“New Coyote,” by Michael Bergey
6/10 – A fun-filled half-mythical romp with some technical and story issues
I love mythology and I love animal stories, especially in the Canidae family, so “New Coyote” sits squarely in my sweet spot, as it were. I enjoyed it quite a bit, especially the Native American mythology parts, but was left somewhat dissatisfied at the end of it. Partly, I’m sure that’s due to my recent workshops and laser-like focus on editing, which has rendered me unable to look at even a simple billboard without thinking, “Surely they mean ‘fewer’ rather than ‘less’?” Sometimes even when those words aren’t present on the billboard. Yes, yes, I’m like that most of the time anyway, but it’s been worse lately.
“New Coyote” is a lot of fun to read. The main character has a great mischievous nature befitting his name–he is an actual coyote, living on a sort of commune in Washington (state), enhanced somehow (how becomes clear over the course of the story) to be able to talk and think as humans do. The book is his journey (part one of three, apparently) to discover his true nature and purpose, along which travels he meets many mysterious beings and has a number of adventures and misadventures.
Some of the other characters are well done, too: Mouse, a blind girl who befriends Coyote, has a touching story and is heartfelt and complex. John, who knows about Coyote’s past; Mr. Burrey, a teacher with a secret; Fox, Coyote’s spirit-brother; Ciceqi, one of Coyote’s spirit guides: all these supporting characters are simpler, but effective in their use. My biggest gripes character-wise were with Mooney, Coyote’s owner and best friend, who seems reduced to a simple “mom” stereotype and drifts in and out of the narrative after being set up early on to be important, and with the host of supporting characters who get just enough introduction to be interesting without enough face time to be developed. I’ve talked in this space about the ability to trim down characters in a story: there’s a balance to be struck between having not enough characters to tell your story and having so many that some of them drift around without any purpose. A couple times, I had to flip back to remember who some character or another was.
I loved Bergey’s descriptions of the Pacific Northwest. Clearly he’s familiar with the area, as the lush forests and landscapes are brought vividly to life. The weather is so alive it might almost be another character in the novel: hail, snow, rain, wind, and the clear sunny days are all a beautiful backdrop to the story. I could close my eyes and see and feel the chill and damp after reading about them.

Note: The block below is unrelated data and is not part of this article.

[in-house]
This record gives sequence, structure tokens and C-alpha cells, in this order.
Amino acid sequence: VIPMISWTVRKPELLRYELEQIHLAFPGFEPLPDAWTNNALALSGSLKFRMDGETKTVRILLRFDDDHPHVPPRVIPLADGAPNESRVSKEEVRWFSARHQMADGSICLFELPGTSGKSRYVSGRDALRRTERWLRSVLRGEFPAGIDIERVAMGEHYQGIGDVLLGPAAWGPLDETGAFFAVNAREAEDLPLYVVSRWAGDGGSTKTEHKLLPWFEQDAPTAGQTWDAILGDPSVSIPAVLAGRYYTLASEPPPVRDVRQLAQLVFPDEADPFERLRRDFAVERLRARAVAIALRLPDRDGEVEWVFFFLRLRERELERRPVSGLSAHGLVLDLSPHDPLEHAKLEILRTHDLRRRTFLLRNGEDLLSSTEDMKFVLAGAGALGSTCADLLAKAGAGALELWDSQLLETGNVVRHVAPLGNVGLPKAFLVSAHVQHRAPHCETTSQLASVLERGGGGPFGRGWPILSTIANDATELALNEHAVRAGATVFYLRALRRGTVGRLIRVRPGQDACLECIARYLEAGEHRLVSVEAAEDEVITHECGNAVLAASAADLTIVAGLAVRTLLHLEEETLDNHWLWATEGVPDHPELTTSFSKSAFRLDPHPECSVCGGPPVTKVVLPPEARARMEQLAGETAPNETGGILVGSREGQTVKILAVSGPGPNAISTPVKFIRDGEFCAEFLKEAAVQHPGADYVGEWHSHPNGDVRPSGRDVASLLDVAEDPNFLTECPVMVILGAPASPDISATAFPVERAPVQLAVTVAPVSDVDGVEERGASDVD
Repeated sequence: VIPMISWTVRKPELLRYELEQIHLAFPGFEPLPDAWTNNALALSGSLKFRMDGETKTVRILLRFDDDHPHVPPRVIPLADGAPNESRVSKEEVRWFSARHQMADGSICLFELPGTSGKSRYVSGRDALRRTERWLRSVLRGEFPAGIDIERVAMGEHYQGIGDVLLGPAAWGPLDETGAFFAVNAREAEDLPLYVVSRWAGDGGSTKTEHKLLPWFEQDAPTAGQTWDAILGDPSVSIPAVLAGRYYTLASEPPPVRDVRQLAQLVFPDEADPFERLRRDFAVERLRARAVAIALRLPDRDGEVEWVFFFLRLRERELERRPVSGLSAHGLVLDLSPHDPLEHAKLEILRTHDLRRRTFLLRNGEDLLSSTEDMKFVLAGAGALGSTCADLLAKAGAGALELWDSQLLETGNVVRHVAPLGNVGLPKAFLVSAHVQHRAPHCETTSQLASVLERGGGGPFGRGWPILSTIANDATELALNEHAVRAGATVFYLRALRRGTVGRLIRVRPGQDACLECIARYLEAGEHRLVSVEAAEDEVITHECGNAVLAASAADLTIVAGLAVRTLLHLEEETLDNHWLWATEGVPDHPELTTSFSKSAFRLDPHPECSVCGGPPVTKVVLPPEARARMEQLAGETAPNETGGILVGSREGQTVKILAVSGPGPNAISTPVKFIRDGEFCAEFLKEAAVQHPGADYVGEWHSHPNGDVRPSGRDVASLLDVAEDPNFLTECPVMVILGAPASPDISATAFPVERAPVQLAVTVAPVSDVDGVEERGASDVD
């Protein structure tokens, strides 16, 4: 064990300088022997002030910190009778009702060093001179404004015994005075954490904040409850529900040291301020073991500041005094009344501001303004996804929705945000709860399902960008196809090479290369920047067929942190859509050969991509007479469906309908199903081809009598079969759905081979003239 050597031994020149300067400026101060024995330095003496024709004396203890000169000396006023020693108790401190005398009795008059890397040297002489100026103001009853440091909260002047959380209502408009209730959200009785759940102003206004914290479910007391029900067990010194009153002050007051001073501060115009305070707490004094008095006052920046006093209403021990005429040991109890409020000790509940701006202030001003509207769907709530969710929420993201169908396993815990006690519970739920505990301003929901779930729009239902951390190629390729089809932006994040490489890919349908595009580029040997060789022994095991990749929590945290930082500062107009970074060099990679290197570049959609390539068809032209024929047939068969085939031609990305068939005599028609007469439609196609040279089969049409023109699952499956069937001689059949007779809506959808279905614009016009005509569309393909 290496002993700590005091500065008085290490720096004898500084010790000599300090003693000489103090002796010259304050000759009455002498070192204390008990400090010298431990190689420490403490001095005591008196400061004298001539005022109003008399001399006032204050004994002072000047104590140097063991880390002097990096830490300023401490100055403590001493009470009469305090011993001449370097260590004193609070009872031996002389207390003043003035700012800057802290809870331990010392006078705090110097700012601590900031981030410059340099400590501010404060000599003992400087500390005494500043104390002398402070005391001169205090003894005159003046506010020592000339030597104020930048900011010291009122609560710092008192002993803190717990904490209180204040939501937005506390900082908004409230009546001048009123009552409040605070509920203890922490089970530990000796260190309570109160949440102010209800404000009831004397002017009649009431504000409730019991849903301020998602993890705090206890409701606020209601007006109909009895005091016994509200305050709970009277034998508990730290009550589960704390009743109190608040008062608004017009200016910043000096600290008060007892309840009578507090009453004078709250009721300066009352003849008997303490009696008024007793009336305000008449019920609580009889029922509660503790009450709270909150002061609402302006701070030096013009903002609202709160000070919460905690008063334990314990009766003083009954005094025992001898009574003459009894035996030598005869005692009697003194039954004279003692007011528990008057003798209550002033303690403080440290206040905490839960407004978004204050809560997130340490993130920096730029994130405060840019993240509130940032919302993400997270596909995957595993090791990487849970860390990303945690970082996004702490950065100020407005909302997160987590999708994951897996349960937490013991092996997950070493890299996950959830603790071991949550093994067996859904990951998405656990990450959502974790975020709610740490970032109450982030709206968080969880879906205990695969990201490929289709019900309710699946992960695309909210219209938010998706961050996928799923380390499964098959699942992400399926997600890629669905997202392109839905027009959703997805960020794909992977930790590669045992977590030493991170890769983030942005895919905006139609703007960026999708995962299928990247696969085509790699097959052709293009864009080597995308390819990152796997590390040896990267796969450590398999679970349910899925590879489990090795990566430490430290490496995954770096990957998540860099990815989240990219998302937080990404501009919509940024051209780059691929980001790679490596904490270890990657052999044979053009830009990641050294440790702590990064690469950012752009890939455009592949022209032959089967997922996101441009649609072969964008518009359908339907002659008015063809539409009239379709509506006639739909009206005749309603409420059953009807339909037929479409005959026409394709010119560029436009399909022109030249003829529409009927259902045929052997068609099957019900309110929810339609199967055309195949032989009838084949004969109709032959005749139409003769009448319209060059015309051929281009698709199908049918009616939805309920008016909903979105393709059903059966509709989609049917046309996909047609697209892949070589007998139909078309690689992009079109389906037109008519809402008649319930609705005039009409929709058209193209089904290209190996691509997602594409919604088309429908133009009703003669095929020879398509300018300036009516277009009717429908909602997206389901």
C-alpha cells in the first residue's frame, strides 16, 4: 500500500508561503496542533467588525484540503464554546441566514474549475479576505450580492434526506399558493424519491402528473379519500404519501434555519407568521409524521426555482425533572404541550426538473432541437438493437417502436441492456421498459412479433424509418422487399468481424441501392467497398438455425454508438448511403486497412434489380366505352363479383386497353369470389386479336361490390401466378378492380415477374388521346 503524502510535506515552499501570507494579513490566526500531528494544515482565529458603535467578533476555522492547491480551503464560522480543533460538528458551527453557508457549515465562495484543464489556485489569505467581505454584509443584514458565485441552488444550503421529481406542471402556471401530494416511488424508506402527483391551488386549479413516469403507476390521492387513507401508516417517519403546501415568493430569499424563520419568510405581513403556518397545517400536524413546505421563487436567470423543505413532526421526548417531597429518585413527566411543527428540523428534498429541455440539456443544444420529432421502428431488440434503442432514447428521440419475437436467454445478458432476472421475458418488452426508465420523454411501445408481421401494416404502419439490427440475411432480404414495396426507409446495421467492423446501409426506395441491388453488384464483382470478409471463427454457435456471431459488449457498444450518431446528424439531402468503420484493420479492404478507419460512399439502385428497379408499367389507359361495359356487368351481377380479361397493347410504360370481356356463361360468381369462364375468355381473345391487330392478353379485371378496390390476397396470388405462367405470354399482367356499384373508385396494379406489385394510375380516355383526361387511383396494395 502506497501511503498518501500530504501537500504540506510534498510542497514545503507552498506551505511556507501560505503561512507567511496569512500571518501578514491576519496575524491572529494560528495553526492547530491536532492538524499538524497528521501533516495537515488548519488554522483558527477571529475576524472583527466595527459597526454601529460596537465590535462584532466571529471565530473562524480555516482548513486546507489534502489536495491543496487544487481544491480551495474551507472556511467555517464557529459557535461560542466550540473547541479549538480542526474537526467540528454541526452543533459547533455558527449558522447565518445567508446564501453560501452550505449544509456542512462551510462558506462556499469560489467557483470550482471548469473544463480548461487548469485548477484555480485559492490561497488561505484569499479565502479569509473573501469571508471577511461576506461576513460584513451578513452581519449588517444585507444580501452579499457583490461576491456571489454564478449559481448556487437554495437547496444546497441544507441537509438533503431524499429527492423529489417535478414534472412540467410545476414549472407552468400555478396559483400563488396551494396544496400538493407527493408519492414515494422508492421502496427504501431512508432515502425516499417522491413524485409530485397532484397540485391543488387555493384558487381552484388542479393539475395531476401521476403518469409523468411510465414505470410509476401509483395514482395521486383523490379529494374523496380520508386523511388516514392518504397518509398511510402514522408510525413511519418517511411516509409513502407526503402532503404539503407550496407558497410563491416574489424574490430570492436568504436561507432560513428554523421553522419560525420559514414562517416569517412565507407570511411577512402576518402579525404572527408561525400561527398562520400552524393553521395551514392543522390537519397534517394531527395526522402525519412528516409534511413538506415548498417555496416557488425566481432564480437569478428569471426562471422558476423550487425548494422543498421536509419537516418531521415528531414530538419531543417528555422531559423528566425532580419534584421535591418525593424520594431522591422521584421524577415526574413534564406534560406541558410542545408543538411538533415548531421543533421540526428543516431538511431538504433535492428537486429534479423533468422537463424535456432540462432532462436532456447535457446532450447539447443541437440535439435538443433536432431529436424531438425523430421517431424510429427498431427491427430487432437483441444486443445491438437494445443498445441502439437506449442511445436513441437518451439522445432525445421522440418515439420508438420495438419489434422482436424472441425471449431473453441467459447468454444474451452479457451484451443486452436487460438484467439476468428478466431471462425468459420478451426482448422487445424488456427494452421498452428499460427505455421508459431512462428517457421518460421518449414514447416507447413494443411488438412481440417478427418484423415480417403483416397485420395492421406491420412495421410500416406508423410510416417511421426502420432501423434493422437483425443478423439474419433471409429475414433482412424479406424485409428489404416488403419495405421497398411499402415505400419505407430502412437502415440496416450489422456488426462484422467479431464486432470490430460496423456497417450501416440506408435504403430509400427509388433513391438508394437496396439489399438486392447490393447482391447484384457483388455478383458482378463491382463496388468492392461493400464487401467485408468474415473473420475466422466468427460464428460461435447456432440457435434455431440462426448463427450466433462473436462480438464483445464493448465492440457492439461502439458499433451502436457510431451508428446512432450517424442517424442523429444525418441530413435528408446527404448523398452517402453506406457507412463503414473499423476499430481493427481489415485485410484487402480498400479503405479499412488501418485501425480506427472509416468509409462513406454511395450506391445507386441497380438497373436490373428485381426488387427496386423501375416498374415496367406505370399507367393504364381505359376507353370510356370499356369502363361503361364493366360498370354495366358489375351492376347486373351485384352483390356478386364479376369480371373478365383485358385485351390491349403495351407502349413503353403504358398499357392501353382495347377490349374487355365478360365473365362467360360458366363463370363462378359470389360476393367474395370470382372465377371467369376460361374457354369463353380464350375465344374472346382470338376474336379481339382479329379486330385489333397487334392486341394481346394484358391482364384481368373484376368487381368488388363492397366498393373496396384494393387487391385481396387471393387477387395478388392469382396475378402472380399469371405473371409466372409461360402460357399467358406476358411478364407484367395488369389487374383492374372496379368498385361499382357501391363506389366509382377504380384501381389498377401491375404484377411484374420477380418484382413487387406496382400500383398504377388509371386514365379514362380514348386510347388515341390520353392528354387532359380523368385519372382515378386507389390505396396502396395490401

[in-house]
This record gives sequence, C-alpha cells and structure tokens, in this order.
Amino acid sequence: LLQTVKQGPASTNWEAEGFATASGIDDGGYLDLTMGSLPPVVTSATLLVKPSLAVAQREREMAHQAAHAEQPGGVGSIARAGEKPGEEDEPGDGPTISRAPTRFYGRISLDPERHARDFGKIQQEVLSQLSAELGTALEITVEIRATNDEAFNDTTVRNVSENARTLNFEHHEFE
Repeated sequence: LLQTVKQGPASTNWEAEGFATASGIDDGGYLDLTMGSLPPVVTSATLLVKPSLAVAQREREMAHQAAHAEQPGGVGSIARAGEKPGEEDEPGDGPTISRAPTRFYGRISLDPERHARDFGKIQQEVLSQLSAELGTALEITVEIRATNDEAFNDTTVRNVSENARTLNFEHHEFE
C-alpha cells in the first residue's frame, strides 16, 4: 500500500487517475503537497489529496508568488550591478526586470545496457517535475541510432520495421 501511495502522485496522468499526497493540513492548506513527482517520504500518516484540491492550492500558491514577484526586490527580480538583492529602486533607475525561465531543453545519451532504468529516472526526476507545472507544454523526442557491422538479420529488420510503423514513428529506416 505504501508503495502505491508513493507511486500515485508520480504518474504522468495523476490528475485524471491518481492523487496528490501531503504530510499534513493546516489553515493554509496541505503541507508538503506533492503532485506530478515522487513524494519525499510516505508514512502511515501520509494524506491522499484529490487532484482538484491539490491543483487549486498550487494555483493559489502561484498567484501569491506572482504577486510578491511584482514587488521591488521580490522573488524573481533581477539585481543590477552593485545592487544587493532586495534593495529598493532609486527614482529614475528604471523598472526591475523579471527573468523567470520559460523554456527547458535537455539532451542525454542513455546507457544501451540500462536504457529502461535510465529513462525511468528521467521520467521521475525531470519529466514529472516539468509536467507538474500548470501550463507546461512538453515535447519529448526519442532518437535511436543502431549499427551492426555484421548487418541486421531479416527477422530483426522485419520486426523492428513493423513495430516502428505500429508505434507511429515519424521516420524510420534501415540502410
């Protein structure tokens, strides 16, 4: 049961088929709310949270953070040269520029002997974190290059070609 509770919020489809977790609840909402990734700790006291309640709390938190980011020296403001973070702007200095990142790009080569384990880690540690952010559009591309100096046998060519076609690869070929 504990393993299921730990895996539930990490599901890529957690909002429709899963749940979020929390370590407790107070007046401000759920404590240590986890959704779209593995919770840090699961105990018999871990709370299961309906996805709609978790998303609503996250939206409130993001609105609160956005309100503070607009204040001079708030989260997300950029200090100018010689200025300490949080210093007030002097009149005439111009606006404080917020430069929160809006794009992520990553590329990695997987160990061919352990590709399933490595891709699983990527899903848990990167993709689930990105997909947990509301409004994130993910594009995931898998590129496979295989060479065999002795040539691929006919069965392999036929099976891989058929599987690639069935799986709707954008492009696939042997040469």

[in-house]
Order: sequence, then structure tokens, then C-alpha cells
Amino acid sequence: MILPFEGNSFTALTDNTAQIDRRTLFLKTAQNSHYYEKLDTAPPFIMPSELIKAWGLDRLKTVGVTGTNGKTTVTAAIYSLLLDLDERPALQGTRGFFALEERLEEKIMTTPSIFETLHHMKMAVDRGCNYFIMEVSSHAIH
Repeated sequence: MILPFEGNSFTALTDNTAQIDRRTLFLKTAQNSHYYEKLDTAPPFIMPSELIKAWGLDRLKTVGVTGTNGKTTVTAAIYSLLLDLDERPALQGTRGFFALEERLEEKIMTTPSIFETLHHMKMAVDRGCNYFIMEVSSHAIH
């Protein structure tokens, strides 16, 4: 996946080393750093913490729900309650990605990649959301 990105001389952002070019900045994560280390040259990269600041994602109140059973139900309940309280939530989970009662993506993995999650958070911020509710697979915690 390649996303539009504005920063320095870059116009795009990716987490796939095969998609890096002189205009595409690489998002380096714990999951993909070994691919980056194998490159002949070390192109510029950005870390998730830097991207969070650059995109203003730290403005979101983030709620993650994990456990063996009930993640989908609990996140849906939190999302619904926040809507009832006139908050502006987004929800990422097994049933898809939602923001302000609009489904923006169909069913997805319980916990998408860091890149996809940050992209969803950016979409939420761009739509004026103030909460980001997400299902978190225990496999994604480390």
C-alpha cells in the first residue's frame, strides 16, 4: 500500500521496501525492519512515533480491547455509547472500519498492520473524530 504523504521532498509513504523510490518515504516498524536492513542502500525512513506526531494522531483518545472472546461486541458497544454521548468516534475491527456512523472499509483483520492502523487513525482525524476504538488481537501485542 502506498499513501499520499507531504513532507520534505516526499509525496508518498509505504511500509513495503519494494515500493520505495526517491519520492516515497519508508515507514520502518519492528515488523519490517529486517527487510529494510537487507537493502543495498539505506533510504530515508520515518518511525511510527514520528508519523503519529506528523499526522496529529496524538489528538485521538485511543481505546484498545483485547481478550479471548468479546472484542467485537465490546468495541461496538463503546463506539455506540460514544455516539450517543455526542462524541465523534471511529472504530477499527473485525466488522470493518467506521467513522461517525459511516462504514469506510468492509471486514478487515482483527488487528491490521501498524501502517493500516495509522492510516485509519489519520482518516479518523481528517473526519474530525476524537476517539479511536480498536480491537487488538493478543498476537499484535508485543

The story is told episodically: Coyote starts off alone in a house with Mooney, as the two of them worry about the government trying to take her land away. We get a nice little adventure that shows off Coyote’s abilities and personality, and then abruptly get swept into another little narrative that takes him away from Mooney. This may be intended to mimic the episodic nature of the Native American folk myths of Coyote: How Coyote Foiled The DEA; How Coyote Went To School; How Coyote Accidentally Summoned A Crazy-Ass Demon, etc. For me, though, I was expecting more of a novel format, and though I enjoyed each individual adventure, the abrupt transitions left me somewhat disoriented on occasion. Within each story, the pacing is pretty good. The story never stalls, always keeps moving at a good pace, and kept me turning the pages to see what happened next. That’s not an easy thing to pull off, and Bergey does it throughout the book.
Of more concern to me, story-wise, are two big issues. First, although Coyote is a great character, he’s very passive throughout the book. He mostly gets dragged from one event to another, and even though he often escapes the adventures using his wits, he rarely makes any decision determining the course of his life. This may be something Bergey is building up to in his three-part series, but it left something lacking for me in this book. Second, the book’s ending (minor spoiler) felt a little too happy to me. There was genuine tension at some points in the middle of the book, when Coyote meets Fox, but by the end of the book, everything seems to have worked out for the best and nobody’s had to make any sacrifices to get what they want. I’m all for that, and sometimes things do work out that way, but when characters get to the ending of their story and achieve their goal, their story has more resonance if they had to give up something to make it there, even if it’s something symbolic like your unqualified love for your father (“A Wrinkle In Time”) or the reverse (“Field of Dreams”).
Overall, I found this a good read. The issues I mentioned above didn’t keep me from enjoying Bergey’s imagination and sense of fun. He has a lively story and a great main character, and that’s enough to recommend this book.